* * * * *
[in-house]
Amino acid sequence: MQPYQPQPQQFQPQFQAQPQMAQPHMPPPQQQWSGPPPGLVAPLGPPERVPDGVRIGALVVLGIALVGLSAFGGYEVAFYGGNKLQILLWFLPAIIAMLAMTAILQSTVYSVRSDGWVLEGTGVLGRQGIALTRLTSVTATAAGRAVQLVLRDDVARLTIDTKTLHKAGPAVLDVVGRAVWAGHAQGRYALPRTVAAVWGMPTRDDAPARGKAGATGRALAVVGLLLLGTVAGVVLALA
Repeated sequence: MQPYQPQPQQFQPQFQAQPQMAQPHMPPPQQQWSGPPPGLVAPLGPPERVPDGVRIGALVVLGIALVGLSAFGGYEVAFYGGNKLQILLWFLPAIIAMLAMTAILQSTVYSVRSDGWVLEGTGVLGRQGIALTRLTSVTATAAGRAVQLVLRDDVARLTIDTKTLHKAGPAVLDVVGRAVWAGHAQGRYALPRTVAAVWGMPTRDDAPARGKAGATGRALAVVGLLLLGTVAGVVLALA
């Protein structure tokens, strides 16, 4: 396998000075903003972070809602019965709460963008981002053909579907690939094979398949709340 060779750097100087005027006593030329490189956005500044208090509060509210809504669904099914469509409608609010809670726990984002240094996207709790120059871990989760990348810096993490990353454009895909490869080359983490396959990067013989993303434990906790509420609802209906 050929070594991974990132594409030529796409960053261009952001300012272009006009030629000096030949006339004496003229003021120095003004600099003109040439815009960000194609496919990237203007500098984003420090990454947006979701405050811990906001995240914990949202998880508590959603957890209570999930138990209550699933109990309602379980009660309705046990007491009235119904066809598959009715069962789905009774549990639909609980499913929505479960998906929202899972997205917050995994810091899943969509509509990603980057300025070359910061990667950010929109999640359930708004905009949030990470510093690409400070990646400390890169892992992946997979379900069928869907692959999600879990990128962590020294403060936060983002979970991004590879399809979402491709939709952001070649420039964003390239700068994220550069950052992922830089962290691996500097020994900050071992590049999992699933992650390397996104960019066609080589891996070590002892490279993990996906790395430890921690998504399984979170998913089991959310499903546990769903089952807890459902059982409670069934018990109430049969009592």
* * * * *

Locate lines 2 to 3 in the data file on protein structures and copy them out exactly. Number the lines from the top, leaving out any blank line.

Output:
Amino acid sequence: MQPYQPQPQQFQPQFQAQPQMAQPHMPPPQQQWSGPPPGLVAPLGPPERVPDGVRIGALVVLGIALVGLSAFGGYEVAFYGGNKLQILLWFLPAIIAMLAMTAILQSTVYSVRSDGWVLEGTGVLGRQGIALTRLTSVTATAAGRAVQLVLRDDVARLTIDTKTLHKAGPAVLDVVGRAVWAGHAQGRYALPRTVAAVWGMPTRDDAPARGKAGATGRALAVVGLLLLGTVAGVVLALA
Repeated sequence: MQPYQPQPQQFQPQFQAQPQMAQPHMPPPQQQWSGPPPGLVAPLGPPERVPDGVRIGALVVLGIALVGLSAFGGYEVAFYGGNKLQILLWFLPAIIAMLAMTAILQSTVYSVRSDGWVLEGTGVLGRQGIALTRLTSVTATAAGRAVQLVLRDDVARLTIDTKTLHKAGPAVLDVVGRAVWAGHAQGRYALPRTVAAVWGMPTRDDAPARGKAGATGRALAVVGLLLLGTVAGVVLALA